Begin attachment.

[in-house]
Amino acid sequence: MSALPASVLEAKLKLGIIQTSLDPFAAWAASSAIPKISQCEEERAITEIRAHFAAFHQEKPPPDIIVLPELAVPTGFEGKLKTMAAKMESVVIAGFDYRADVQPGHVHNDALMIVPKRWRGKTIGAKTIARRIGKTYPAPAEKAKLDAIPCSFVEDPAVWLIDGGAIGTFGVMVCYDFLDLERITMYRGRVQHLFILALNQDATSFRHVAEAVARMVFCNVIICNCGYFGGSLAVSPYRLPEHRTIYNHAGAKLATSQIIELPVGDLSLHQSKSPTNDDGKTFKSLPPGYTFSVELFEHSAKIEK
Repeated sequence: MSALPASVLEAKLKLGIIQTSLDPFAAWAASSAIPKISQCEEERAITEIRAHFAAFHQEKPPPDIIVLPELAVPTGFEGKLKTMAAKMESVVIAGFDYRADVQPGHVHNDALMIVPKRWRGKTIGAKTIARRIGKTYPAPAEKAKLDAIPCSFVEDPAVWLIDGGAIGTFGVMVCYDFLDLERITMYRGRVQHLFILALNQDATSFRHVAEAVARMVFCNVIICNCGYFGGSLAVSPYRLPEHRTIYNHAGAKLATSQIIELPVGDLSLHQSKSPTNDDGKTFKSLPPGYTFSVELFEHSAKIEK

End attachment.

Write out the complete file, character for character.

[in-house]
Amino acid sequence: MSALPASVLEAKLKLGIIQTSLDPFAAWAASSAIPKISQCEEERAITEIRAHFAAFHQEKPPPDIIVLPELAVPTGFEGKLKTMAAKMESVVIAGFDYRADVQPGHVHNDALMIVPKRWRGKTIGAKTIARRIGKTYPAPAEKAKLDAIPCSFVEDPAVWLIDGGAIGTFGVMVCYDFLDLERITMYRGRVQHLFILALNQDATSFRHVAEAVARMVFCNVIICNCGYFGGSLAVSPYRLPEHRTIYNHAGAKLATSQIIELPVGDLSLHQSKSPTNDDGKTFKSLPPGYTFSVELFEHSAKIEK
Repeated sequence: MSALPASVLEAKLKLGIIQTSLDPFAAWAASSAIPKISQCEEERAITEIRAHFAAFHQEKPPPDIIVLPELAVPTGFEGKLKTMAAKMESVVIAGFDYRADVQPGHVHNDALMIVPKRWRGKTIGAKTIARRIGKTYPAPAEKAKLDAIPCSFVEDPAVWLIDGGAIGTFGVMVCYDFLDLERITMYRGRVQHLFILALNQDATSFRHVAEAVARMVFCNVIICNCGYFGGSLAVSPYRLPEHRTIYNHAGAKLATSQIIELPVGDLSLHQSKSPTNDDGKTFKSLPPGYTFSVELFEHSAKIEK